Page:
The History of The Amazingly Beautiful, Crave-able, Gotta Have it Squash Blossom
If you have one, you don’t have enough. If you have five, you still want more. We’re talking squash blossoms, the most crave-able, see it from across the street, jewelry ever created for womankind. And since turquoise goes with damn well anything (we are focusing on squash blossoms with the gem), and we have several vintage squash blossoms for sale, we thought you would like to know how they came into beautiful existence.
Melted down into the simplest of terms a squash blossom is a combination of silver round beads, beads that look like they are blooms, and a Naja, the horseshoe shape at the bottom. Some were just plain silver but then turquoise, and occasionally coral or mother of pearl was added. What kind of blossom and when the necklaces were first made is a bit murky.
Most scholars agree that the Navajo cooked them up shortly after making contact with Spanish around the 1870s and then other tribes followed suit. The Navajo translation for the namesake bead literally means “bead which spreads out.” That’s where the clarity ends for the most part because there’s a debate about precisely what kind of blossom it is.
Some say the Navajo were inspired by pomegranate designs on buttons of Mexican soldiers’ uniforms. There are others who say, “nonsense!” it’s the blossom of a squash plant which Native Americans have grown forever. Then why didn’t Native Americans make them before the Spanish showed up? No one really knows, and the most popular opinion is that the Navajo were inspired by the pomegranate.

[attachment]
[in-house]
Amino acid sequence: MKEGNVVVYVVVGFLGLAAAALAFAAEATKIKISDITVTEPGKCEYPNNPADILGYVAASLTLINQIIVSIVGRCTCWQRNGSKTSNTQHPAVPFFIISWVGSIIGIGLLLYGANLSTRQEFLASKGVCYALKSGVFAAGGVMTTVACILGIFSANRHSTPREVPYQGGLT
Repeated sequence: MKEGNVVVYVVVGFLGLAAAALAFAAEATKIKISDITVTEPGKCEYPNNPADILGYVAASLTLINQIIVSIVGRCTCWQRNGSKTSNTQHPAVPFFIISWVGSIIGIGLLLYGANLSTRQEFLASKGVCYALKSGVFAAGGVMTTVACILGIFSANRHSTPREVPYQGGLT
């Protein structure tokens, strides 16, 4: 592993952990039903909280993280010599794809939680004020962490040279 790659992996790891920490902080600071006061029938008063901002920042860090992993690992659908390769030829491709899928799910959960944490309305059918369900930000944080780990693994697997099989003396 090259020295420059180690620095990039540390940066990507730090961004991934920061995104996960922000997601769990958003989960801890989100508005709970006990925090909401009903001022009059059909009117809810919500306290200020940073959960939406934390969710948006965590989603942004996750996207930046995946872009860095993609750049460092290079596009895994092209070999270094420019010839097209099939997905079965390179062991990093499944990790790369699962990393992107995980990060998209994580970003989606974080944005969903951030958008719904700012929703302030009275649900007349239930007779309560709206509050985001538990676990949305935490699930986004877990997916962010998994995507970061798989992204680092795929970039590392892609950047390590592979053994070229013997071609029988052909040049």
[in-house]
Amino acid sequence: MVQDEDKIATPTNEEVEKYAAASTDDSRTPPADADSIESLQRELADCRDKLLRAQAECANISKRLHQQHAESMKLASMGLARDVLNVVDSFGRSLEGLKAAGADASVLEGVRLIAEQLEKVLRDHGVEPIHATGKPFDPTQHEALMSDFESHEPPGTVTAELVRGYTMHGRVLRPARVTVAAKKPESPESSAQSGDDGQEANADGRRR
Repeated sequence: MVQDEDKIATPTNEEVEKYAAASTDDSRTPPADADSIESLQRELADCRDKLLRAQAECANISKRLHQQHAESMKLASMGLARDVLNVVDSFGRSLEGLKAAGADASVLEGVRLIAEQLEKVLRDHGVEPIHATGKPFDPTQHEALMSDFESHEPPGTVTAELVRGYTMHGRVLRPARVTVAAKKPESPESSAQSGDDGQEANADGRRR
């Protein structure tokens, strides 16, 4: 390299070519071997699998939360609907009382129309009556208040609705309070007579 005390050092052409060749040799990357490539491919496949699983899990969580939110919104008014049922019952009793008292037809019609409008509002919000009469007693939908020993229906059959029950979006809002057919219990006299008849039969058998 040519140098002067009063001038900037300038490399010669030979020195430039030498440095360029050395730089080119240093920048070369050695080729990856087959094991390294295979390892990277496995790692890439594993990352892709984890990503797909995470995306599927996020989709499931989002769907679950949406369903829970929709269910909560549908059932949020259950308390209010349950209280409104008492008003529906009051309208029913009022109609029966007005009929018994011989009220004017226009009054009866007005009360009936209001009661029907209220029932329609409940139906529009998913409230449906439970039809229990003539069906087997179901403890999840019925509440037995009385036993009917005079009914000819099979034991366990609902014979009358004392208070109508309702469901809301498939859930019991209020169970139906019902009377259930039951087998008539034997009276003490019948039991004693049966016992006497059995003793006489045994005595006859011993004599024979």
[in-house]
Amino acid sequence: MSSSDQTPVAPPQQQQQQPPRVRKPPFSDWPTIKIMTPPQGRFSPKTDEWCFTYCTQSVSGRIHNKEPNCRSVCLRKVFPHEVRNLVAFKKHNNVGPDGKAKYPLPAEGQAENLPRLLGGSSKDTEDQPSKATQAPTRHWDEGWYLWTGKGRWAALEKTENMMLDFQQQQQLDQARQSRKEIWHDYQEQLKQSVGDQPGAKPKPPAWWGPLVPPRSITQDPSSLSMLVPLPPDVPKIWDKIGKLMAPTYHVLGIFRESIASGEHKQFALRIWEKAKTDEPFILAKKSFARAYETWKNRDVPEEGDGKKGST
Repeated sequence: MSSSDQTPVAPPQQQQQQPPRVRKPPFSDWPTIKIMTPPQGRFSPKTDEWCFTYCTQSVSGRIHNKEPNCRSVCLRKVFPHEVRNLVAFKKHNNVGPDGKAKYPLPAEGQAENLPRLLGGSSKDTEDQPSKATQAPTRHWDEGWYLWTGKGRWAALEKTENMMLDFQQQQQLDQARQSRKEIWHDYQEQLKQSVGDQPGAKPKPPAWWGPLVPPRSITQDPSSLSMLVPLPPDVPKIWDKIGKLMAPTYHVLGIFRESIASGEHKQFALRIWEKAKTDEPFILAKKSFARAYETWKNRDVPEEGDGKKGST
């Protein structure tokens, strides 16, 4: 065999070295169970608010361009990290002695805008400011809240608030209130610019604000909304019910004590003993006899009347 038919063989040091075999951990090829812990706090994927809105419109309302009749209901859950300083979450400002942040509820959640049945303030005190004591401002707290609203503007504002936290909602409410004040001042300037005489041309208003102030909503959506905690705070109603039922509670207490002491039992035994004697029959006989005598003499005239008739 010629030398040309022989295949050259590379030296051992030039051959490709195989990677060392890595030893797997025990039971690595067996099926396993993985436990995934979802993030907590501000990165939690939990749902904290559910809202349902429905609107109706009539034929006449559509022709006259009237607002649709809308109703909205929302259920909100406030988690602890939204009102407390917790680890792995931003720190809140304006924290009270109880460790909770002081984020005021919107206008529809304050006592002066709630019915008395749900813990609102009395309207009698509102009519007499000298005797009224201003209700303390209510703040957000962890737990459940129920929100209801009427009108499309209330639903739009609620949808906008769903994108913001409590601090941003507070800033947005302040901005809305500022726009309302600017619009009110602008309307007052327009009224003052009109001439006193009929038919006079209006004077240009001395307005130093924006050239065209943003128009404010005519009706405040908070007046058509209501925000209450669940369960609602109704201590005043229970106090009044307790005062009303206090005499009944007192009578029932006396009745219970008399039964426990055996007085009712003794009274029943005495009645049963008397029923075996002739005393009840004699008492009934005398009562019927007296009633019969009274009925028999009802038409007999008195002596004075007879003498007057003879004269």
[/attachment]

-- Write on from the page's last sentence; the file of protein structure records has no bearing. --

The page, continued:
Same goes for the horseshoe-shaped Naja that’s on the bottom of a squash blossom. Like the origin of the blossom itself, how the Naja ended up in Navajo hands is up for debate. Some think the Spanish had them on horse bridles, while others believe the Shawnee or Delaware tribes came over from the plains wearing them. Either way, the Navajo must have thought the naja was pretty cool because you can’t have a squash blossom without one.
Techniques used to craft these lovely necklaces were far ahead of their time, and sometimes Native Americans used US silver dollars to make them. As you might imagine, this was frowned upon, so they turned to other sources like silverware and sheet silver. Just like today, the bigger the necklace, and the more the turquoise meant the wearer had more wealth - and you can bet the tourists or non-natives, didn't get the good ones.
Squash blossoms bloomed biggest in fashion during the early 1970s, then the trend wilted for a while, but now they are popping up again thanks to Millennials who cherish hand made treasures. Whether said Millennials can afford the vintage ones is another story, but God bless em if they can because Double D Ranch has quite a few.
Audrey Franz, our CEO said we find them, “At old pawn dealers. People bring them to us, and we dig around for them like looking for gold.”
We’re pretty sure we caught her on the tail end of a 16-hour day when she gave that answer. No matter how we find them, you can know they are the genuine handmade article and not a cheap knock off. Ours are on sale now, grab one while you can!